Stereology is the estimation of geometrical quantities. Sometimes stereology is described as a method to estimate 3D quantities from 2D information, but this is not always the case.

The term stereology was coined in 1962 at the first meeting of the International Stereological Society.
Stereological methods concern the estimation of quantitative properties of spatial materials from lower-dimensional information such as that generated by a cross-section of  the material.
– the first order stereology estimates quantities as a number, length, surface or volume,
– the second order stereology estimates the spatial organisation of objects.

With Mercator and its stereological module, the microscope becomes a user-friendly tool to obtain these measurements. All these tools are developed and verified in collaboration with Prof C.V.Howard and his team, from The University of Ulster.
The Stereology module gives you a set of convenient, unbiased and efficient tools and methods for quantification of multi-dimensional characteristics of organs, tissues and cells. With the correct sampling strategy, and depending on the orientation of the tissue to be analyzed, this add-on gives you access to a large palette of stereological tools.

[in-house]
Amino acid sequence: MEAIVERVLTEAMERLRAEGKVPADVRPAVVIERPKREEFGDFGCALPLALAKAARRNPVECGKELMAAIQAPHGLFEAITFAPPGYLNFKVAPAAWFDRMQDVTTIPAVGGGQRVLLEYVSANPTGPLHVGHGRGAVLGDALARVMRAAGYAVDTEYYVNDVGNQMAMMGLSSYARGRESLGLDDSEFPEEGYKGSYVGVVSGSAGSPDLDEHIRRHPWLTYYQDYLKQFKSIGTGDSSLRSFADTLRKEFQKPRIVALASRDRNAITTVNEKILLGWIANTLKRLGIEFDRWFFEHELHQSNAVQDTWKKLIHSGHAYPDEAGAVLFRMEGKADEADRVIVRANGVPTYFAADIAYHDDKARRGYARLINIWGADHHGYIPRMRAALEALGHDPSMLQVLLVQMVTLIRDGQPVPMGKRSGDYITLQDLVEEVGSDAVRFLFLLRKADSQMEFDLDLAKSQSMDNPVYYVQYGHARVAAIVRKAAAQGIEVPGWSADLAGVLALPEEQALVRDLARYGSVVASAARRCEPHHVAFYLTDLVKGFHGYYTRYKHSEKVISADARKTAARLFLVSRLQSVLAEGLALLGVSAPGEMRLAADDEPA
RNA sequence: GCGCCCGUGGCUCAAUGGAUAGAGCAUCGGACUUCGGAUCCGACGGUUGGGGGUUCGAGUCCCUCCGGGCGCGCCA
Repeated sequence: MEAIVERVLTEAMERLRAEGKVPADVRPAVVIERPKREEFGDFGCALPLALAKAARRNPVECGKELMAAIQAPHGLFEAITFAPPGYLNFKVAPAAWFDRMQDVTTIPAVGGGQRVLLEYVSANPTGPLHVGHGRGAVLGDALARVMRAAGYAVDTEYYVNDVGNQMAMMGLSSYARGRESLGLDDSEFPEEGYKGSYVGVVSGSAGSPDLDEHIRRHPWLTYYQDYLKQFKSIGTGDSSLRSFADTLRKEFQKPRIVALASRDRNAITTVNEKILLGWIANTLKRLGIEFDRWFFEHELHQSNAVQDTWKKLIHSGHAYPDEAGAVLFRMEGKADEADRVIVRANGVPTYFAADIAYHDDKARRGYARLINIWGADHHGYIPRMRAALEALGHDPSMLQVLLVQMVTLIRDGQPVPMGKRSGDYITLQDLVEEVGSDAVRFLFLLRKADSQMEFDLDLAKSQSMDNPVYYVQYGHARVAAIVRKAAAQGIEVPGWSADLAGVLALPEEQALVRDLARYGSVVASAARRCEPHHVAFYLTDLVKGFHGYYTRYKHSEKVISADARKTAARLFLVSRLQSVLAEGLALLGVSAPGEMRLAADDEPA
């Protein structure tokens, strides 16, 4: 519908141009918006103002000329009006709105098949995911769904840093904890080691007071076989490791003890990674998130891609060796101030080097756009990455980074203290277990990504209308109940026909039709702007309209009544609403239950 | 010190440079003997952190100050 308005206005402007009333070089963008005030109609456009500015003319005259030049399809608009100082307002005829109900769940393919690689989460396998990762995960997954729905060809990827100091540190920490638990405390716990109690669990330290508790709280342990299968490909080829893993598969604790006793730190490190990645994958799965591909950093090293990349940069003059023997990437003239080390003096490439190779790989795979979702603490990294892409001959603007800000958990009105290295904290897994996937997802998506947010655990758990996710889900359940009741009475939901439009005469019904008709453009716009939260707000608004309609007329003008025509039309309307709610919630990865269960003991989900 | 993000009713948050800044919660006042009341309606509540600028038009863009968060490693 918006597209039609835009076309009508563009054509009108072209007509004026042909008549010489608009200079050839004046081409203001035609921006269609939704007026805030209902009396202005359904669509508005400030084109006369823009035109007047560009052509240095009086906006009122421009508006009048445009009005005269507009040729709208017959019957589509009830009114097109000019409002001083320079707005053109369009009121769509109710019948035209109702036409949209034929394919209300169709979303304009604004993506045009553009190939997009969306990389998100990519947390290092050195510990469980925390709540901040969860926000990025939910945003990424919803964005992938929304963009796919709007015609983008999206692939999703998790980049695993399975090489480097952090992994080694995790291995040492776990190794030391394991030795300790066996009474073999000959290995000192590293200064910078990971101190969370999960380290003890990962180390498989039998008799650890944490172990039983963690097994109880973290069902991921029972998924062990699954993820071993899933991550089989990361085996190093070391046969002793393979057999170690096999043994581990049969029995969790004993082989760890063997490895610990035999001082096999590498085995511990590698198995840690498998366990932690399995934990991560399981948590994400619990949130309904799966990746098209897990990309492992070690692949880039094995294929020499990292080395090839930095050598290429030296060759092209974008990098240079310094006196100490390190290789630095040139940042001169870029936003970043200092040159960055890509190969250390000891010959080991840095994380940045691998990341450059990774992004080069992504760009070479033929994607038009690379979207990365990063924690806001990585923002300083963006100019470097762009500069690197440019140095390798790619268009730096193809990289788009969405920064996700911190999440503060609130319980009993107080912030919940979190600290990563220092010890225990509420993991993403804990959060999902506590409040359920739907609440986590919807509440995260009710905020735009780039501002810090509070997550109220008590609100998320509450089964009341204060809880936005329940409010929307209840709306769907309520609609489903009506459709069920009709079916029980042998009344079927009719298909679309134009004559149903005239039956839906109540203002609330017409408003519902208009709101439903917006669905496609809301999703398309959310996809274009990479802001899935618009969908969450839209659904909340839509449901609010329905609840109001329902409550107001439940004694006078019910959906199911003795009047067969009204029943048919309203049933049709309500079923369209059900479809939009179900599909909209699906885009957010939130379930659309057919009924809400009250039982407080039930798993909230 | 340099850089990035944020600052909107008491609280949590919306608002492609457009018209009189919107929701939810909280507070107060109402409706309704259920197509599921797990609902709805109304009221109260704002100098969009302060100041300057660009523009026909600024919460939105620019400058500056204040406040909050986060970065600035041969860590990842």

See what Prof. C.V. Howard has to say about Mercator

See also the first Chapter of Unbiased Stereology


Unbiased Stereology
Three Dimensional Measurement in Microscopy
C.V. Howard & M.G. Reed

This book is a simple and practical guide to making unbiased 3-D measurements of microstructure via the microscope. It is not full of complex mathematics and is of use to biologists, toxicologists, pathologists, geologists and materials scientists. The techniques presented, which are statistical in nature, are tried and  tested, and presented in a clear didactic style. Exercises, together with detailed worked answers are provided.

The second edition, published in 2005, had three new chapters covering single object stereology, ‘Petrimetrics’, or the application of survey sampling techniques to in vitro experiments, and second order stereology for local measures of spatial organisation.

Unbiased stereology has been requested for nerve cell counts in neurotoxicology by the United States Food & Drug Administration, and is now being required by many journals as a condition of acceptance for research articles.

The book has been continuously in print since 1998 and has more than 850 citations. A  reprint of the second edition has just been released and a third edition is in progress.